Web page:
3. Choo SB, Saifulbahri A, Zullkifli SN, Fadzil ML, Redzuan AM, Abdullah N, Bustamam RSA, Ahmad HZ, Shah NM. Adjuvant endocrine therapy side-effects among postmenopausal breast cancer patients in Malaysia. Climacteric. 2019 Apr;22(2):175-181. doi: 10.1080/13697137.2018.1540563. Epub 2018 Dec 17. PMID: 30556740.
  4. Dos Santos BS, Bordignon C, Rosa DD. Managing Common Estrogen Deprivation Side Effects in HR+ Breast Cancer: an Evidence-Based Review. Curr Oncol Rep. 2021 Apr 14;23(6):63. doi: 10.1007/s11912-021-01055-5. PMID: 33852059.
  5. Berkowitz MJ, Thompson CK, Zibecchi LT, et al. How patients experience endocrine therapy for breast cancer: an online survey of side effects, adherence, and medical team support. J Cancer Surviv. 2021;15(1):29-39. doi:10.1007/s11764-020-00908-5
  6. Franzoi MA, Agostinetto E, Perachino M, Del Mastro L, de Azambuja E, Vaz-Luis I, Partridge AH, Lambertini M. Evidence-based approaches for the management of side-effects of adjuvant endocrine therapy in patients with breast cancer. Lancet Oncol. 2021 Jul;22(7):e303-e313. doi: 10.1016/S1470-2045(20)30666-5. Epub 2021 Apr 20. PMID: 33891888.
  7. Perez EA, Weilbaecher K. Aromatase inhibitors and bone loss. Oncology (Williston Park). 2006 Aug;20(9):1029-39; discussion 1039-40, 1042, 1048. PMID: 16986348; PMCID: PMC2693896.
  8. Hadji P, Aapro MS, Body JJ, et al. Management of Aromatase Inhibitor-Associated Bone Loss (AIBL) in postmenopausal women with hormone sensitive breast cancer: Joint position statement of the IOF, CABS, ECTS, IEG, ESCEO IMS, and SIOG. J Bone Oncol. 2017;7:1-12. Published 2017 Mar 23. doi:10.1016/j.jbo.2017.03.001
  9. https://www.bones.nih.gov/health-info/bone/osteoporosis/conditions-behaviors/osteoporosis-breast-cancer#:~:text=Women%20who%20have%20had%20breast,the%20hormone%20trigger%20bone%20loss.
  10. Arul Vijaya Vani S, Ananthanarayanan PH, Kadambari D, Harichandrakumar KT, Niranjjan R, Nandeesha H. Effects of vitamin D and calcium supplementation on side effects profile in patients of breast cancer treated with letrozole. Clin Chim Acta. 2016 Aug 1;459:53-56. doi: 10.1016/j.cca.2016.05.020. Epub 2016 May 21. PMID: 27221206.
  11. Rimawi MF and Osborne CK. Chapter 43: Adjuvant systemic therapy: endocrine therapy, in Harris JR, Lippman ME, Morrow M, Osborne CK. Diseases of the Breast, 5th edition. Lippincott Williams and Wilkins, 2014.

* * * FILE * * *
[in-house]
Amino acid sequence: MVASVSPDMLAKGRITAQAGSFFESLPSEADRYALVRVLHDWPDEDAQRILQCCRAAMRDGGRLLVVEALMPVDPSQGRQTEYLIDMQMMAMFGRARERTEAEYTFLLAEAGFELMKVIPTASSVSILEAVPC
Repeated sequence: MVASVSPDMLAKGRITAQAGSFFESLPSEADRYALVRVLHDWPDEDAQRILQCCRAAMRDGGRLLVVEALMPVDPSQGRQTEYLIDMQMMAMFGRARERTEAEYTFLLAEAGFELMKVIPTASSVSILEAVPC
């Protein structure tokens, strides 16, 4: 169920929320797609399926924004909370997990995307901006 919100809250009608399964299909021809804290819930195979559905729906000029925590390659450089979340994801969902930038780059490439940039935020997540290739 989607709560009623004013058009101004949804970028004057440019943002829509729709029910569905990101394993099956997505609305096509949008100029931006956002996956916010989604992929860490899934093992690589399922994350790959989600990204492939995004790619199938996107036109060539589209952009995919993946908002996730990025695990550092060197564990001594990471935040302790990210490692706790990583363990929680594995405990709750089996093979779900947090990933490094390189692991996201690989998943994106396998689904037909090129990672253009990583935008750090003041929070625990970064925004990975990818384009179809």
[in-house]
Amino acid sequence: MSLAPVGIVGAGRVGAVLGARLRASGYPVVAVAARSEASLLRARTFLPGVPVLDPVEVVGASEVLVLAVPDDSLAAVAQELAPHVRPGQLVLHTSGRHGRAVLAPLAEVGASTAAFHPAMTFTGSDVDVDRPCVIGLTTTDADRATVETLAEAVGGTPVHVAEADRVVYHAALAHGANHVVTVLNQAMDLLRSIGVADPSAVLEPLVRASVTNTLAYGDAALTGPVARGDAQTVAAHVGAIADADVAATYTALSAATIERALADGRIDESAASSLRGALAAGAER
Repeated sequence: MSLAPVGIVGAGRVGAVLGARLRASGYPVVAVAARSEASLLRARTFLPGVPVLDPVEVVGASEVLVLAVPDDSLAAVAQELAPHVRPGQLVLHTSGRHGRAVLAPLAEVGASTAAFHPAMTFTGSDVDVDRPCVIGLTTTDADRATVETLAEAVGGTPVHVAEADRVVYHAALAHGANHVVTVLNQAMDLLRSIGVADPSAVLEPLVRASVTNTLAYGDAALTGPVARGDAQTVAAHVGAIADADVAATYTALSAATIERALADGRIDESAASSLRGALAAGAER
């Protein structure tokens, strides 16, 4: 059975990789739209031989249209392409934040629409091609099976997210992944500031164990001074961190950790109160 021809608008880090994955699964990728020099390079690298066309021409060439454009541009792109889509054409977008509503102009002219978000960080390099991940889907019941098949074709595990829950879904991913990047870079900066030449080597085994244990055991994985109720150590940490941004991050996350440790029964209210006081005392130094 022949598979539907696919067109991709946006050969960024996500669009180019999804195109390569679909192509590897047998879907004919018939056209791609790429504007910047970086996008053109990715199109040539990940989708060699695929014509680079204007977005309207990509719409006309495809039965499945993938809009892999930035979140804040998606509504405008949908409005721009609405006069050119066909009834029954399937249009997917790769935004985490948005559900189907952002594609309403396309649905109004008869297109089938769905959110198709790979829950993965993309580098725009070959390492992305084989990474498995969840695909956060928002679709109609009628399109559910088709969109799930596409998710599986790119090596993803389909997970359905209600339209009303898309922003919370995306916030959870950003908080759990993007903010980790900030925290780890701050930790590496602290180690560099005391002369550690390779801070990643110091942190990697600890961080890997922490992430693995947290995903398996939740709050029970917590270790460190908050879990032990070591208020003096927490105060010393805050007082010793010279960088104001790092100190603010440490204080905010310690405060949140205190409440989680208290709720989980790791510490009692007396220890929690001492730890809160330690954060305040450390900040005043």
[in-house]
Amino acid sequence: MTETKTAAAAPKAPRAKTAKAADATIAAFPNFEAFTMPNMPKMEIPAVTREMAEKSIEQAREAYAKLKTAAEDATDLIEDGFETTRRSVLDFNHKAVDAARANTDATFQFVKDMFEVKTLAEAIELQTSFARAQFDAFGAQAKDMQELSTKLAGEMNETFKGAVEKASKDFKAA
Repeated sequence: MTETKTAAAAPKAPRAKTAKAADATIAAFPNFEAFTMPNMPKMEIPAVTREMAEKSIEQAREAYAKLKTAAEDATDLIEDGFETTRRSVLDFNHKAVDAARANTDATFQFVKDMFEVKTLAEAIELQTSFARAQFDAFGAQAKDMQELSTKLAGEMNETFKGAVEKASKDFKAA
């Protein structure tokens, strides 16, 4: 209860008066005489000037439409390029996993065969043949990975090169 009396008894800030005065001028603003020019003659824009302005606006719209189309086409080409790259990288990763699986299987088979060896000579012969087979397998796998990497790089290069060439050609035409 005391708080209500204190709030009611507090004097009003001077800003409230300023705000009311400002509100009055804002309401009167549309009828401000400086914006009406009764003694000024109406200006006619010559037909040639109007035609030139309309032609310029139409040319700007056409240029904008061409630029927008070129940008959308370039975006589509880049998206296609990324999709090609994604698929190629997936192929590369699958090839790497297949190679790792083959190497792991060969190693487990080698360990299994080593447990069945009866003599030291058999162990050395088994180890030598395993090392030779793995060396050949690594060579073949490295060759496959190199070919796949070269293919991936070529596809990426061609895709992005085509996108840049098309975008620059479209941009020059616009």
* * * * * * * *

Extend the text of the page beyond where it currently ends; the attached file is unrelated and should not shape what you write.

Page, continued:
12. Barnard ND, Kahleova H, Holtz DN, et al. The Women’s Study for the Alleviation of Vasomotor Symptoms (WAVS): a randomized, controlled trial of a plant-based diet and whole soybeans for postmenopausal women. Menopause. 2021;28(10):1150-1156. Published 2021 Jul 12. doi:10.1097/GME.0000000000001812
  13. Herber-Gast GC, Mishra GD. Fruit, Mediterranean-style, and high-fat and -sugar diets are associated with the risk of night sweats and hot flushes in midlife: results from a prospective cohort study. Am J Clin Nutr. 2013 May;97(5):1092-9. doi: 10.3945/ajcn.112.049965. Epub 2013 Apr 3. PMID: 23553160.
  14. Younus J, Kligman L. Management of aromatase inhibitor-induced arthralgia. Curr Oncol. 2010;17(1):87-90. doi:10.3747/co.v17i1.474
  15. Mao H, Bao T, Shen X, et al. Prevalence and risk factors for fatigue among breast cancer survivors on aromatase inhibitors. Eur J Cancer. 2018;101:47-54. doi:10.1016/j.ejca.2018.06.009
  16. Kligman L, Younus J. Management of hot flashes in women with breast cancer. Curr Oncol. 2010;17(1):81-86. doi:10.3747/co.v17i1.473
  17. Ahsan M, Mallick AK. The Effect of Soy Isoflavones on the Menopause Rating Scale Scoring in Perimenopausal and Postmenopausal Women: A Pilot Study. J Clin Diagn Res. 2017;11(9):FC13-FC16. doi:10.7860/JCDR/2017/26034.10654
  18. McCarthy DG, Wickham KA, Vermeulen TF, Nyman DL, Ferth S, Pereira JM, Larson DJ, Burr JF, Spriet LL. Impairment of Thermoregulation and Performance via Mild Dehydration in Ice Hockey Goaltenders. Int J Sports Physiol Perform. 2020 Feb 25;15(6):833-840. doi: 10.1123/ijspp.2019-0464. PMID: 32101792.
  19. www.cancer.org.  American Cancer Society. Accessed May 2022.
  20. www.cdc.gov.com. Centers for Disease Control and Prevention. Accessed May 2022.

Suggested for you

Most Popular Posts

Connect With Me

Dr. Becky Lee, ND

Dr. Becky Lee, ND

Dr. Becky Lee ND is a naturopathic doctor, cancer coach and cancer thriver, and founder of the Femme Thrive Method post treatment cancer recovery program. She was a medical advisor for the Colorectal Cancer Canada for a number of years, and enjoys volunteering her time and expertise at Gilda's Club and Wellspring. Her passion is helping women feel empowered, informed and supported to recover and reclaim their health and lives post cancer treatments and in doing so lower side effects of treatments, optimize overall health and lower recurrence risks. She is also a mom of three beautiful girls, a chaser of joy and beautiful memories.

Suggested for you